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Jay Leno explains why the 2002 Pontiac Firebird is an overlooked gem

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2002 Pontiac Firebird Trans Am WS6 on Jay Leno's Garage

Several names from the 1960s’ golden age of muscle cars have been revived in recent years, but one is likely never coming back—the Pontiac Firebird. This episode of “Jay Leno’s Garage” features one of the last Firebirds, a 2002 Trans Am WS6.

The Firebird was launched in 1967 as a twin to Chevrolet Camaro, sharing General Motors’ F-Body platform. By the dawn of the 21st century, both the Camaro and Firebird had gone through four generations and were about to be phased out. While the Camaro was revived for the 2010 model year (and remains in production today), 2002 was the last year for the Firebird. The Pontiac brand followed it into oblivion a few years later.

While the styling was thoroughly modern (for the period, at least), Pontiac relied heavily on nostalgia. The Trans Am had been the top performance variant of the Firebird since its introduction in 1969. Pontiac no longer offered the iconic “Screaming Chicken” hood decal, substituting bulging ram air hood scoops. The WS6 package was also a callback, having first appeared in 1979.

2002 Pontiac Firebird Trans Am WS6 on Jay Leno’s Garage

In 2002, the Trans Am WS6 was powered by a 5.7-liter LS1 V-8, which made 325 hp and 350 lb-ft of torque. It was available with a 6-speed manual transmission, and the WS6 package added suspension upgrades and slightly more horsepower and torque than the base Trans Am. Leno’s car is a coupe with a T-Top, but you could also get a Trans Am convertible in the car’s final year.

Leno got his Trans Am as payment for driving the pace car at the 2002 Daytona 500. That car was—you guessed it—a Trans Am, but with a louder yellow exterior. Leno said he specifically asked for the more toned-down dark blue color.

Watch the full video for more on the Firebird’s swan song, and see why Leno thinks the final Firebird was “the best one they ever built.”

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One-off Bugatti Divo “Lady Bug” took two years to create

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Bugatti Divo

With production limited to 40 examples, the $5.8 million Bugatti Divo should stand out at any cars and coffee event. But that wasn’t special enough for one customer, who commissioned a customized Divo dubbed “Lady Bug.” The one-of-a-kind supercar took two years to develop, Bugatti explained in a press release.

Bugatti was approached by the customer shortly after the Divo’s August 2018 reveal with a request for a color-contrasting geometric pattern. The automaker’s design department then got to work, creating not only the pattern but custom colors, specifically “Customer Special Red” and “Graphite.”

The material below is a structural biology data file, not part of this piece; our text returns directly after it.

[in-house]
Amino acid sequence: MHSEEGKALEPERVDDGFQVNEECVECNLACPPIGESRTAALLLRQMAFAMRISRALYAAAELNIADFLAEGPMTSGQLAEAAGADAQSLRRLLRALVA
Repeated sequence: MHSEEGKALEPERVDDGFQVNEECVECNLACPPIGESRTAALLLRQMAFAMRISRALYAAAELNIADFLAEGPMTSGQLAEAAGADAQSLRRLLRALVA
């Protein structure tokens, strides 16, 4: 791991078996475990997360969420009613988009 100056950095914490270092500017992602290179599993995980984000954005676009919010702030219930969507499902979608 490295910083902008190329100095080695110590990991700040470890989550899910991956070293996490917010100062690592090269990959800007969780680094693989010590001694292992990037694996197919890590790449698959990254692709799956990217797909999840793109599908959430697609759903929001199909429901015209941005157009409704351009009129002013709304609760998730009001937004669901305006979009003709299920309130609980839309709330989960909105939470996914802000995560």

The design features painted diamonds, which was surprisingly complicated to execute. While designing the livery took a few months, getting it right on the car took one and a half years, according to Bugatti.

Part of the problem was translating two-dimensional CAD drawings onto the three-dimensional surface of the bodywork, which required numerous adjustments to the roughly 1,600 diamonds that make up the design, Bugatti said. To allow for these adjustments, designers initially printed each diamond onto transfer film, but that still had to be precisely applied to the car as if it were a life-size model kit.

Bugatti Divo

Once the design was finalized, the transfer film was applied to the customer’s car, a process that involved a rehearsal and several days of checks, according to Bugatti. The car was then painted, after which the transfer film was removed, revealing the final pattern.

Bugatti has declared that the Divo is “made for corners.” It uses the Chiron’s 8.0-liter quad-turbocharged W-16, which produces 1,480 horsepower and allows for 0-60 mph in 2.5 seconds. Those figures match the Chiron, but the Divo also is also 77 pounds lighter and has 198 pounds more downforce, making it more capable on a track. The Divo even visited the Nürburgring, although Bugatti never released a lap time.

Deliveries of the Divo began in August 2020—two years after it’s unveiling—but the first cars didn’t reach the U.S. until this January.

Since the Divo’s introduction, Bugatti has rolled out more limited editions, including two more track-focused models—the Chiron Pur Sport and Bolide. Perhaps a buyer of one of those supercars will request another unique livery.

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Fisker has “completely dropped” solid-state battery dreams

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Henrik Fisker and the Fisker Ocean

Back in 2017, Fisker was touting plans for solid-state battery technology that could enable a range of 500 miles and a charging time of just one minute for electric vehicles.

Fast forward to today and Fisker CEO and founder Henrik Fisker has revealed that his company has abandoned those plans.